10 Jun 2022
The BRE Daylight and Sunlight Report (Site Layout Planning for Daylight and Sunlight: a guide to good practice) has been revised. The guidance contained in the Report has been updated to reflect the changes in the British Standard. It will fundamentally change the way applicants are required to assess natural light conditions for all residential planning applications. It also introduces a requirement to assess other non-residential uses.
The revised BRE Report is a guidance document giving advice on the interpretation of the recommendations given in both British Standard BS EN 17037 and CIBSE guide LG10. The previous British Standard (BS 8206 part 2) was replaced in June 2019 by BS EN 17037.
BS EN 17037 introduces a number of new tests and definitions to the current daylight and sunlight testing practices. The most notable changes are:
The Average Daylight Factor (ADF) and No Sky Line/Daylight Distribution (DD) tests for proposed accommodation are deleted and replaced.
Daylight in proposed buildings is to be assessed with reference to the area of the room achieving target daylight factors. An alternative test using target Lux value is also discussed. Both are valid and either can be used by an applicant. The tests introduce the effects of internally and externally reflected light into the daylight evaluation. Target illuminance testing also introduces time criterion.
Further qualitative tests for View, Sunlight Exposure and Glare are introduced.
The current documents (BRE Report, BS 8206 part 2 and LG10) discuss daylight and sunlight within homes, schools, hotels and hospitals but do not apply guidance to workspace. The new standard applies to the above buildings and additionally, provides guidance for workspaces.
As anticipated the revised BRE Report leaves the current recommendations for effects on neighbouring properties and open spaces untouched. The major changes will be to assessment of proposed developments with the current daylight (VSC, ADF, DD) and sunlight (APSH) tests being superseded by the new tests.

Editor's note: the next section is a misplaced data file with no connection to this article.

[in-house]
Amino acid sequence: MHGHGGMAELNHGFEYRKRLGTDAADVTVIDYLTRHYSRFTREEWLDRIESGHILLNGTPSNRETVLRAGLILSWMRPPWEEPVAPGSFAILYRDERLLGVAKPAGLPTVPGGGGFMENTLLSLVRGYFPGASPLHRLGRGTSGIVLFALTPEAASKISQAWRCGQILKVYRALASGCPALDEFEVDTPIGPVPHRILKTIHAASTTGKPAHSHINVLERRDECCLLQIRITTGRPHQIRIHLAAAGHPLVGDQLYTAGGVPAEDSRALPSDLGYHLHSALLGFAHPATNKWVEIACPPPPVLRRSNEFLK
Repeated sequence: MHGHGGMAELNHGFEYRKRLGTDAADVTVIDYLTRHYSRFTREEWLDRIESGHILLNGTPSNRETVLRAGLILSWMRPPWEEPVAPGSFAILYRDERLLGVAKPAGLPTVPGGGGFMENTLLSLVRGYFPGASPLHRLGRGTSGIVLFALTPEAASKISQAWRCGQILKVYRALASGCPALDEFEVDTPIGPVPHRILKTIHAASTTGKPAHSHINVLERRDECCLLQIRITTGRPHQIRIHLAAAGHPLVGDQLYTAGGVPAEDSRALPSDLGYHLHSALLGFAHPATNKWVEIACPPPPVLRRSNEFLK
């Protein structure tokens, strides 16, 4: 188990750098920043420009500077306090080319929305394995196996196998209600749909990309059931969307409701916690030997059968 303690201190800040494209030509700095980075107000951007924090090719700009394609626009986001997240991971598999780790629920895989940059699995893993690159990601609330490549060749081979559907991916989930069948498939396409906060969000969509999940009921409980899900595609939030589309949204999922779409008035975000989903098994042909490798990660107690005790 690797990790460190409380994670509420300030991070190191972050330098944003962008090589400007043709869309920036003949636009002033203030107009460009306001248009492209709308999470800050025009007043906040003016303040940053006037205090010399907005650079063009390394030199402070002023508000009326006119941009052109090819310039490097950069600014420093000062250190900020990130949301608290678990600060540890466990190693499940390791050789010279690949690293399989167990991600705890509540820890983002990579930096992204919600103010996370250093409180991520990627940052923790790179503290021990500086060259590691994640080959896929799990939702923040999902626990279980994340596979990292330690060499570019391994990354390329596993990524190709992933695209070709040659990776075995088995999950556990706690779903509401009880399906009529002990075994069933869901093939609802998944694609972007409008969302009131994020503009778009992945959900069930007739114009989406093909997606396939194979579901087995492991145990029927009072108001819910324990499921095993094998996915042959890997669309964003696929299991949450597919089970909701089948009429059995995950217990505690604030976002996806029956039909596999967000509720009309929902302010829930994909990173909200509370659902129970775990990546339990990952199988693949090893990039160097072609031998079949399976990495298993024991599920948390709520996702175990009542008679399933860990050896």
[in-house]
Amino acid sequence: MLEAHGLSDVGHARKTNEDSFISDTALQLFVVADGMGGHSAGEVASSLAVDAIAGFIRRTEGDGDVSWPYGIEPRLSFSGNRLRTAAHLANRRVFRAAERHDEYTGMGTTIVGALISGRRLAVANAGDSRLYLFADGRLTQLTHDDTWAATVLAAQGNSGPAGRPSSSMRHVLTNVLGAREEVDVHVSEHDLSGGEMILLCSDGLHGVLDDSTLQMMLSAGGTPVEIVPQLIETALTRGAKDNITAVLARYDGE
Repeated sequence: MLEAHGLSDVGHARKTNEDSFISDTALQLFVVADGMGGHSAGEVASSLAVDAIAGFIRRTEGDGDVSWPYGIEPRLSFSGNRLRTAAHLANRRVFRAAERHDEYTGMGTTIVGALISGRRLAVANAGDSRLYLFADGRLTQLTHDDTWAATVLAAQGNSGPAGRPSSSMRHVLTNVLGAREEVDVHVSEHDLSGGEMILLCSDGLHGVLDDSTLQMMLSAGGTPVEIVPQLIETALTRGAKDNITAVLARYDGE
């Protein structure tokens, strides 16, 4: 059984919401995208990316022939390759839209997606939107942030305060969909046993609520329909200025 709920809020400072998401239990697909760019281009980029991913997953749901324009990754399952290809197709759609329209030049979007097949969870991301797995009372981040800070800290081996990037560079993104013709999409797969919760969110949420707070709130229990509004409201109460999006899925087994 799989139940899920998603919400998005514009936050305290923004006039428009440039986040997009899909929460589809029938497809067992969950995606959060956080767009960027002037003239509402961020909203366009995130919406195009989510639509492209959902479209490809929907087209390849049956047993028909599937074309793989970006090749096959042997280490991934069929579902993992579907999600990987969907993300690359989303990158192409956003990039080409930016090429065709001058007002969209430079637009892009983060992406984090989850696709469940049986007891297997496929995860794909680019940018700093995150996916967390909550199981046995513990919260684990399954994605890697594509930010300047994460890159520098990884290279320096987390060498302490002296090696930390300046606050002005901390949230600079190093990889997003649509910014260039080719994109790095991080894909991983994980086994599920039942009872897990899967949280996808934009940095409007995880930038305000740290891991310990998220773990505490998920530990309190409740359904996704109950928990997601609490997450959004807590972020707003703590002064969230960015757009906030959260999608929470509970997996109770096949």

The changes will have a profound effect on the way daylight and sunlight within new development is assessed. Developers, architects and local planning authorities should be aware of the changes and the implications they will have during the design process and in the determination of planning applications.
Daylight within proposed accommodation
The previous BRE Report recommended that daylight within proposed accommodation was tested using the Average Daylight Factor (ADF), Room Depth and No-Sky Line or ‘Daylight Distribution’ (DD) tests. These tests are deleted and replaced with daylight provision which will now be tested through either of two tests. The new tests are undertaken with reference to minimum, medium and high target illuminance values.
The first suggested test assesses daylight factors across a reference plane at 850mm above floor level covering the whole room area. The plane should see the target daylight factor (DTM) achieved across at least 50% of the test plane. For the United Kingdom the target minimum, medium and high daylight factor (D) values are set at 2.1%, 3.5% and 5.0% respectively. For example, as a minimum, rooms should see D values of 2.1% or above across half of their area tested at 850mm above the floor.
The second test applies minimum target illuminance (ET) targets to be achieved across 50% of a reference plane set at 850mm above the floor. These values, 100 lux for bedrooms, 150 lux for living rooms and 200 lx for kitchens mimic the traditionally applied ADF targets. Local climatic data is used and the ET should be achieved for at least half of the available daylight hours (i.e. for 2190 hours per year).